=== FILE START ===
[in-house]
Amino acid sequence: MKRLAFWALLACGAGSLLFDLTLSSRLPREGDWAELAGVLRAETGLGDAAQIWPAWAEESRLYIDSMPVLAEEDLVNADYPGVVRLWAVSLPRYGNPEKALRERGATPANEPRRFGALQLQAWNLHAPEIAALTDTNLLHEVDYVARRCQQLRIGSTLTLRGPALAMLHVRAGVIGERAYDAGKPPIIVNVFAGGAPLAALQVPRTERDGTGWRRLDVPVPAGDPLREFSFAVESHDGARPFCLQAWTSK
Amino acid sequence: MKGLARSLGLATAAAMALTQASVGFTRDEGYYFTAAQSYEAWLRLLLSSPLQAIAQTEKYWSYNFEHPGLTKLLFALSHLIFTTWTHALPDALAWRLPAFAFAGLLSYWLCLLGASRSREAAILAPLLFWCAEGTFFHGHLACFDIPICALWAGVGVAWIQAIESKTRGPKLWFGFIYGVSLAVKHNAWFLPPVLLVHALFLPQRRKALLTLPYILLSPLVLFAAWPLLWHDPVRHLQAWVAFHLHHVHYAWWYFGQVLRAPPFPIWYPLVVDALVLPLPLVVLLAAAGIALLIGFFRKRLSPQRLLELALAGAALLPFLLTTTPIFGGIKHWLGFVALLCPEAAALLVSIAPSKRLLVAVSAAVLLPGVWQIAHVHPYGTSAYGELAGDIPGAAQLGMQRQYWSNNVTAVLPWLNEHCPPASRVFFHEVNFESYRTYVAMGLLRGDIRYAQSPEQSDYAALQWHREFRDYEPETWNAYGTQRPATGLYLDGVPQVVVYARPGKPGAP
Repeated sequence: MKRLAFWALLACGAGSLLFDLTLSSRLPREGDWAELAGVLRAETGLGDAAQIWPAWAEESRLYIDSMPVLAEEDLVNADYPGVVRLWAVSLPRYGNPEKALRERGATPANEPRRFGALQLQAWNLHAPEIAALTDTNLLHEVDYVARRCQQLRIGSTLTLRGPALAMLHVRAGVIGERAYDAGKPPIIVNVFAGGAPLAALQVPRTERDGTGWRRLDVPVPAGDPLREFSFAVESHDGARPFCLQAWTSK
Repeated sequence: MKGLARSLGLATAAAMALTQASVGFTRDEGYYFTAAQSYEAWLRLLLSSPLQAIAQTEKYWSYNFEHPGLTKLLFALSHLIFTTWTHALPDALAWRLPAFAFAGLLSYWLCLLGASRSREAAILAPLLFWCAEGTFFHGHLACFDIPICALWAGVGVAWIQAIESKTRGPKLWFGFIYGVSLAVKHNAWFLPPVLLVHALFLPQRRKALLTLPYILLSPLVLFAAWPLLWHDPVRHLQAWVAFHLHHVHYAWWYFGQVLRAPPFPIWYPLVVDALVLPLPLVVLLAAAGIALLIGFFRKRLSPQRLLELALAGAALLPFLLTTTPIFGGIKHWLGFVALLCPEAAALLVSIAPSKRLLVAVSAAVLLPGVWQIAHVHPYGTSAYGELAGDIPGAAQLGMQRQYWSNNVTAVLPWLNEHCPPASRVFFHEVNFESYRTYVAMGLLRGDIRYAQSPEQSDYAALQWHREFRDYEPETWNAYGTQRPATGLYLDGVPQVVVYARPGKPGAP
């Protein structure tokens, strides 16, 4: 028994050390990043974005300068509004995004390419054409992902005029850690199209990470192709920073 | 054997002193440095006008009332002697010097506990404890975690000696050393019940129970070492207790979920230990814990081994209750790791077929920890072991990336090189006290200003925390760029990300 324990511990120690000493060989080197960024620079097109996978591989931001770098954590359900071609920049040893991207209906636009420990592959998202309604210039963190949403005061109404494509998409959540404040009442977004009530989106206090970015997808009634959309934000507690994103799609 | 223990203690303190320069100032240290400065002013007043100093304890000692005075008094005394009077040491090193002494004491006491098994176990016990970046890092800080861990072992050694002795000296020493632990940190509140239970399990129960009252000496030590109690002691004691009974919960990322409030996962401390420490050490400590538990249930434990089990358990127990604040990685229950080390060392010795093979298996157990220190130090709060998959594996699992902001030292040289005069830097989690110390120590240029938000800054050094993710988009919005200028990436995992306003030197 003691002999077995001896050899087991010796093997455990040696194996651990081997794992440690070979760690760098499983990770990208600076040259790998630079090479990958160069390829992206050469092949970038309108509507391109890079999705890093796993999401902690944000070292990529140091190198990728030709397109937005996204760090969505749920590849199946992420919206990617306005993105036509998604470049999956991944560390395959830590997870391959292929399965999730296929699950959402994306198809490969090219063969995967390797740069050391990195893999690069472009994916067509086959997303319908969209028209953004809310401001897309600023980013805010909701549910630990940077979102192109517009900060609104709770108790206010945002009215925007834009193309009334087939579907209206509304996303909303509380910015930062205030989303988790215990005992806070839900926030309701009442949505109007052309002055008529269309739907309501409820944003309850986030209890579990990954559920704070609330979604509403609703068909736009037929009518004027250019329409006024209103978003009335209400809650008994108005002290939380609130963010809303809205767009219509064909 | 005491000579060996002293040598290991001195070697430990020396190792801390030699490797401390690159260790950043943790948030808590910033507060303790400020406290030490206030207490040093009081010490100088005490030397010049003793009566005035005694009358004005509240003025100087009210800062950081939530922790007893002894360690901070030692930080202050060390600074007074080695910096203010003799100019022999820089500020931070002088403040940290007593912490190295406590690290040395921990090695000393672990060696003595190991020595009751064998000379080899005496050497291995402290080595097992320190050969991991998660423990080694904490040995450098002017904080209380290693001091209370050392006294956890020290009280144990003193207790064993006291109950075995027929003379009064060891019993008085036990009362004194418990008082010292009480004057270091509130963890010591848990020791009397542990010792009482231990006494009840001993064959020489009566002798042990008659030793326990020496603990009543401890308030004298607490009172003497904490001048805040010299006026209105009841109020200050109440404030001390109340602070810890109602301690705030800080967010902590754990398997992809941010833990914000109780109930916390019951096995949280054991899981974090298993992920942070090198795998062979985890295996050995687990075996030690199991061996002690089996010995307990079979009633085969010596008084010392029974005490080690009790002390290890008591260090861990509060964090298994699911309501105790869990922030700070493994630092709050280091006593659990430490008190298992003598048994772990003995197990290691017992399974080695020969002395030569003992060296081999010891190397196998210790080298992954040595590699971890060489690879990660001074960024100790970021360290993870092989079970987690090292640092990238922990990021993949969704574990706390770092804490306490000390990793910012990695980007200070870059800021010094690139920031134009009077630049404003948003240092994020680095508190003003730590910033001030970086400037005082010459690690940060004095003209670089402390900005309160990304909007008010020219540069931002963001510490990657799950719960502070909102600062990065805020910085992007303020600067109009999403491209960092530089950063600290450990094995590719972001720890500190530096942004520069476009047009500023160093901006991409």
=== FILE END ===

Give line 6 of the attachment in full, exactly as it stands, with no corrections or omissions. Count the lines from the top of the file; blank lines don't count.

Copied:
């Protein structure tokens, strides 16, 4: 028994050390990043974005300068509004995004390419054409992902005029850690199209990470192709920073 | 054997002193440095006008009332002697010097506990404890975690000696050393019940129970070492207790979920230990814990081994209750790791077929920890072991990336090189006290200003925390760029990300 324990511990120690000493060989080197960024620079097109996978591989931001770098954590359900071609920049040893991207209906636009420990592959998202309604210039963190949403005061109404494509998409959540404040009442977004009530989106206090970015997808009634959309934000507690994103799609 | 223990203690303190320069100032240290400065002013007043100093304890000692005075008094005394009077040491090193002494004491006491098994176990016990970046890092800080861990072992050694002795000296020493632990940190509140239970399990129960009252000496030590109690002691004691009974919960990322409030996962401390420490050490400590538990249930434990089990358990127990604040990685229950080390060392010795093979298996157990220190130090709060998959594996699992902001030292040289005069830097989690110390120590240029938000800054050094993710988009919005200028990436995992306003030197 003691002999077995001896050899087991010796093997455990040696194996651990081997794992440690070979760690760098499983990770990208600076040259790998630079090479990958160069390829992206050469092949970038309108509507391109890079999705890093796993999401902690944000070292990529140091190198990728030709397109937005996204760090969505749920590849199946992420919206990617306005993105036509998604470049999956991944560390395959830590997870391959292929399965999730296929699950959402994306198809490969090219063969995967390797740069050391990195893999690069472009994916067509086959997303319908969209028209953004809310401001897309600023980013805010909701549910630990940077979102192109517009900060609104709770108790206010945002009215925007834009193309009334087939579907209206509304996303909303509380910015930062205030989303988790215990005992806070839900926030309701009442949505109007052309002055008529269309739907309501409820944003309850986030209890579990990954559920704070609330979604509403609703068909736009037929009518004027250019329409006024209103978003009335209400809650008994108005002290939380609130963010809303809205767009219509064909 | 005491000579060996002293040598290991001195070697430990020396190792801390030699490797401390690159260790950043943790948030808590910033507060303790400020406290030490206030207490040093009081010490100088005490030397010049003793009566005035005694009358004005509240003025100087009210800062950081939530922790007893002894360690901070030692930080202050060390600074007074080695910096203010003799100019022999820089500020931070002088403040940290007593912490190295406590690290040395921990090695000393672990060696003595190991020595009751064998000379080899005496050497291995402290080595097992320190050969991991998660423990080694904490040995450098002017904080209380290693001091209370050392006294956890020290009280144990003193207790064993006291109950075995027929003379009064060891019993008085036990009362004194418990008082010292009480004057270091509130963890010591848990020791009397542990010792009482231990006494009840001993064959020489009566002798042990008659030793326990020496603990009543401890308030004298607490009172003497904490001048805040010299006026209105009841109020200050109440404030001390109340602070810890109602301690705030800080967010902590754990398997992809941010833990914000109780109930916390019951096995949280054991899981974090298993992920942070090198795998062979985890295996050995687990075996030690199991061996002690089996010995307990079979009633085969010596008084010392029974005490080690009790002390290890008591260090861990509060964090298994699911309501105790869990922030700070493994630092709050280091006593659990430490008190298992003598048994772990003995197990290691017992399974080695020969002395030569003992060296081999010891190397196998210790080298992954040595590699971890060489690879990660001074960024100790970021360290993870092989079970987690090292640092990238922990990021993949969704574990706390770092804490306490000390990793910012990695980007200070870059800021010094690139920031134009009077630049404003948003240092994020680095508190003003730590910033001030970086400037005082010459690690940060004095003209670089402390900005309160990304909007008010020219540069931002963001510490990657799950719960502070909102600062990065805020910085992007303020600067109009999403491209960092530089950063600290450990094995590719972001720890500190530096942004520069476009047009500023160093901006991409």